What gives this proposal even more suspicious is its false characterisation of the current happenings in Lesotho, in order to make a case for a TRC which is part of a universally known package of transitions to peace, where nothing like a TJC exists but a TRC does.

Because a TJC is nothing existing anywhere, if Basotho wanted it, they would have to shape it their own way and not like the traditional TRC which Justice Moseneke is selling. Instead of leaving them to do that, he writes them a script of a TRC.

We are aware that in his document he also says the Basotho will decide, but he has already written the profile of the TRC as what he says they should think about.

This is in excess of his mandate, in law they say it is ultra vires; we could even say it has an ulterior motive – that of minimally freeing criminals and then as usual having them running amok and running to SADC with that law as an “untouchable” international covenant whenever the national justice system tries to touch them.

Justice Moseneke says we are a post-conflict society, in a transition to peace, with exiles just returned home, where their deeds cannot be prosecuted because that will return us to conflict and abort the transition. Instead we need to seek truth, to compensate those who suffered losses in the conflict, and even pardon some deserving perpetrators of that violence in that.

Our starting point should be to consider no charges for politically motivated crimes and “high profile cases”. But why are politically motivated crimes and high profile cases considered the same thing? I would think any politician, chief executive, vice chancellor, industrialist, artist(e) celebrity is a high profile persona and their cases are therefore by definition high profile but not necessarily political by definition.

We know that in this model the conflict and transition referred to are armed civil war, its casualties and emergence from there to formation of a national administrative authority under commonly agreed frameworks including a new constitution and competitive elections. This is the line we crossed in 1993 after the 1990 National Constituent Assembly and the 1991 National Dialogue Conference; and which South Africa crossed the following year following the CODESA process.

South Africa followed the unity government route despite open competitive elections, and we didn’t. One year after their elections, our second national dialogue resolved the formation of a national reconciliation commission, one year before South Africa’s own TRC, but our rulers who want a TRC today said it was only a recommendation and ignored it.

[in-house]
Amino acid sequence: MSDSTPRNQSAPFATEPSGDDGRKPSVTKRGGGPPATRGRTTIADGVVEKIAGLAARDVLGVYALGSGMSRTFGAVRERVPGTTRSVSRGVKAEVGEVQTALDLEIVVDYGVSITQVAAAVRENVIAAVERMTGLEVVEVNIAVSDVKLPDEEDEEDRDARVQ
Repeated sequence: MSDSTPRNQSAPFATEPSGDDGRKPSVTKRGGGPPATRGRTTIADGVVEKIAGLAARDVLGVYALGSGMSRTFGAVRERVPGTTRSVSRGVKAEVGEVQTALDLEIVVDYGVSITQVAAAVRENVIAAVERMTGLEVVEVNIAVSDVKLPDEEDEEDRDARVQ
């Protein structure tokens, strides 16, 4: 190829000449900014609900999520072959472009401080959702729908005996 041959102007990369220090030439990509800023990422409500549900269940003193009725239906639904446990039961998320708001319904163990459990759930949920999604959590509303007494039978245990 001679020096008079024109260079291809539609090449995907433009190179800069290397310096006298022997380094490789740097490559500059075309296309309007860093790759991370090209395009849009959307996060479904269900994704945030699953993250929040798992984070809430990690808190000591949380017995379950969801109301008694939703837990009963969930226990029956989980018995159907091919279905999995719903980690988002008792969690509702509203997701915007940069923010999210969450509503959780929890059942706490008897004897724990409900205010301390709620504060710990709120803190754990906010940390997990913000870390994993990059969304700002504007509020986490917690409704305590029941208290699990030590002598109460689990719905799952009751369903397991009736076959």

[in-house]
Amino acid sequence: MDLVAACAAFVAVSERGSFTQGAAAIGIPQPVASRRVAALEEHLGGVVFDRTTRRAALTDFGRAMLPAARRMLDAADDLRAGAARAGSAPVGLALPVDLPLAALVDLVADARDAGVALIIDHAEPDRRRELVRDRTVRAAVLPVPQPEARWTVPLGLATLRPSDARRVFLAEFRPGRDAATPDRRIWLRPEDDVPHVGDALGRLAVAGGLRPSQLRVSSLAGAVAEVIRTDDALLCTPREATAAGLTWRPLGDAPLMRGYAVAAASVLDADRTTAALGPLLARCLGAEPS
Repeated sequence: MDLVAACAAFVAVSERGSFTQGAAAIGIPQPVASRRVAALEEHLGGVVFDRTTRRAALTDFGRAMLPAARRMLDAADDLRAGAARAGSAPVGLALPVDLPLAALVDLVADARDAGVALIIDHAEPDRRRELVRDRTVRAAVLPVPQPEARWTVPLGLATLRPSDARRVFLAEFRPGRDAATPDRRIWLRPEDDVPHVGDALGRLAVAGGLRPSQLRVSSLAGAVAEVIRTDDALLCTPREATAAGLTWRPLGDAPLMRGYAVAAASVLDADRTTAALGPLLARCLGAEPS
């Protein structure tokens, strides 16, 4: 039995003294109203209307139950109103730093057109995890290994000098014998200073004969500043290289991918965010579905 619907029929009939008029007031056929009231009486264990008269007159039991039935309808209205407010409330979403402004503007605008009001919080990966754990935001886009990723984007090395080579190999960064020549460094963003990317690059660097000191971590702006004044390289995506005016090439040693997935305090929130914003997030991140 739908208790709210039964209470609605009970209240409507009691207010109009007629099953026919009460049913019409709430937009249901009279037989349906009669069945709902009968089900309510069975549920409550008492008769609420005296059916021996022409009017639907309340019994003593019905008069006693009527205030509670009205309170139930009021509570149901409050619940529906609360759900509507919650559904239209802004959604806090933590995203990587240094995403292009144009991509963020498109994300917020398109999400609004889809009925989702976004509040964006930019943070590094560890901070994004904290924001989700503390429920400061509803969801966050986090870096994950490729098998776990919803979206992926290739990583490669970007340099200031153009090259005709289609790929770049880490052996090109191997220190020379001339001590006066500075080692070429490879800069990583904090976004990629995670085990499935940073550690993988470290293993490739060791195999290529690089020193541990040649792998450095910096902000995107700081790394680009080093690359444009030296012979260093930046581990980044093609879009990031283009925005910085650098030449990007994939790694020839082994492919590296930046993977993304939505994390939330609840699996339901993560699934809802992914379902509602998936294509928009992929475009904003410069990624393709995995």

In 1996 they passed an Amnesty Act that pardoned all acts of politically motivated violence. In 1998 our neighbours rubbished local demands for a unity government.

In our different ways we managed our transitions nearly 30 years ago including different forms of integration of combatants; and formed comparable regiments of oversight institutions. We were both attacked by the virus of corruption.

In the case of South Africa it led to state capture, and is being dealt with by the State Capture Commission of Justice Raymomd Zondo. In our case it led to near total lawlessness and “commercialization” of state violence, and it is being dealt with through prosecution of suspects in politics and the security forces.

It is not a challenge of a transition. We are not emerging from war. It is a mundane challenge of consolidating a democracy. We do not need a post-conflict instrument for it. That one targets a universal malaise of national disunity, not the current challenge of individual criminality.

To get past that, we don’t need a commission for people to come and equivocate and tell us falsehoods of their own invention the whole day like Metsing did at the Phumaphi Commission.

As I have said in various places before, the rogue politicians of the Congress tradition in Lesotho have long mastered the art of abusing South African state mediators to get themselves out of compromising situations they get themselves into in national politics, then showing them a middle finger, and repeating that cycle over and over again.

This time they have gone far too far, dabbling in naked criminality as Metsing inadvertently confessed his part in the same at the Phumaphi Commission; and they have been tirelessly trying to lend a veneer of political morality to their adventures.

It seems they are on the cusp of getting just that, and a clean bill of health in the theatre of rule of law. All it will take is for good men and women to say nothing and do nothing. For now the good old “friends of the people” in the Non-Governmental Organisation sector have adopted a wait-and-see posture, only promising to referee the proceedings.